CARLISLE,PA. — CARLISLE, Pa. -- The Washington Redskins were backed up on their 14-yard line in overtime in Detroit last November when Ralf Mojsiejenko went in to punt on fourth down.
The Redskins were looking for a booming punt to get them out of trouble. Instead, Mojsiejenko kicked a 31-yarder that gave the Lions possession on the Redskins 45.
Only a superb defensive stand saved the game, which the Redskins won on their next possession.
But the Redskins didn't forget Mojsiejenko's 31-yard punt in the clutch. He was gone a month later.
"Mojo got into a slump, and he couldn't shake it. It almost cost us a couple of games and we felt like if we didn't make a change and the punting cost us a playoff spot, it'd be our fault," said Wayne Sevier, coach of the special teams.
Getting rid of Mojsiejenko was the easy part. The trick is finding a good replacement.
"If you look at the [recent] history of the Redskins, we're looking ,, for that guy who's going to take over this job and keep it for a while and produce," Sevier said.
The Redskins have changed punters often.
In 1988, they had Steve Cox, Tom Barnhardt, Gary Waiters (he lasted one day in practice) and Greg Coleman.
In 1989, they brought Greg Horne and Rick Tuten to training camp and wound up trading for Mojsiejenko. He was supposed to solve the problem but got into a mysterious slump.
"The frustrating thing is that he was punting very well in practice, very well in the warm-ups prior to the game, and then when he went on the field, he wasn't hitting the ball," Sevier said.
When the Redskins cut Mojsiejenko after the 12th game last year, they brought in Kelly Goodburn, who had been cut earlier in the year by the Kansas City Chiefs.
Statistically, Goodburn didn't kick as well as Mojsiejenko, averaging 30.4 yards to Mojsiejenko's 34.2 yards.
Sevier said the statistics were misleading because Goodburn did a lot of position punting. He said of Goodburn's four key punts, he did well on two, average on one and below average on the other.
But Goodburn didn't kick well enough for the Redskins to hand him the job. They drafted Chris Shale, who led the nation in punting last year with a 46.7-yard average at Bowling Green, in the 10th round.
"Obviously, if we thought Kelly was absolutely our guy, we couldn't have drafted somebody. Kelly's got to come back and earn his spot," Sevier said.
Although Goodburn has an edge because he's the incumbent, the race is up in the air as the punters prepare for the first exhibition game, Sunday night in Pittsburgh.
"I'm not really satisfied," Sevier said of their punting in practice. "We're making progress, but we've got a ways to go. I see too much inconsistency on our punts."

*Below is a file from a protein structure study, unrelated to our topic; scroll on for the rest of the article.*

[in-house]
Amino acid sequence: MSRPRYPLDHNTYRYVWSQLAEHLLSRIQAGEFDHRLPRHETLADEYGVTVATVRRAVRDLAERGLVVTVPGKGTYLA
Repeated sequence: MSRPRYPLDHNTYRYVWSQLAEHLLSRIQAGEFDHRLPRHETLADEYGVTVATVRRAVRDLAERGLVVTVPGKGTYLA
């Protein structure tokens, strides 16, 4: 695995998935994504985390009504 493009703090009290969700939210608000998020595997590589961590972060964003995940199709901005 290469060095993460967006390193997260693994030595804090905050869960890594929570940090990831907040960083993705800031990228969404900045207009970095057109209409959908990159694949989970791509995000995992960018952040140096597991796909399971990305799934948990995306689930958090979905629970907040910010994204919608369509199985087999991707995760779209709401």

Shale has the stronger leg, but Goodburn gets the ball off more quickly (in his four-year career, none of his punts have been blocked).
Shale's inexperience is a plus and a minus. He has to prove he can kick well with the pro ball, which is slimmer and designed more for passing than the college ball. But he has potential.
"You don't know how good he can be because he doesn't have a track record," Sevier said. "Kelly's got a history."
Goodburn has been to six training camps. He was cut by the Chiefs in 1986, but made it the next four years before being cut after the third game last year.
Goodburn, who said that Chiefs coach Marty Schottenheimer has a history of being quick to cut punters, tried out with the San Francisco 49ers and Buffalo Bills before the Redskins called.
He's proud that nobody has blocked one of his punts. "Sometimes they may be ugly, but they won't be blocked," he said.
Goodburn said he's used to competition in camp and doesn't worry about it. "I'm in competition with myself," he said.
Shale didn't start kicking until his junior year in high school and wasn't offered any college scholarships. He went to the University of Tennessee as a walk-on before transferring to Bowling Green, where he kicked for three years.
He said being drafted by the Redskins was a dream come true because he became a Redskins fan when he went to grade school in Newport News, Va., before his father, a lieutenant colonel in the Air Force, was transferred to Ohio.
Shale said he feels "nervous anxiety" going into the Pittsburgh game.
"I'm anxious to finally get the opportunity I've waited for for a long time," he said.
Meanwhile, Sevier says the Redskins will be the real winners of the competition between the two punters.
"If Chris pushes Kelly to be better and Kelly's the guy, he's improved us," Sevier said. "If he's good enough to beat Kelly out, he's improved us. I think we're going to come out of this with a solid punting game."
NOTES: RB Gerald Riggs sat out yesterday's practice with a sprained ankle, but coach Joe Gibbs said that it's a minor injury and that he'll be back today. Since Riggs was troubled by injuries the past 2 years, the Redskins are hoping that he'll have no complications. . . CB Charles Bell, the team's ninth-round draft pick, is spending a few days at home in Waco, Texas, because of the death of his 2-year-old son with a blood disorder. Funeral services will be tomorrow.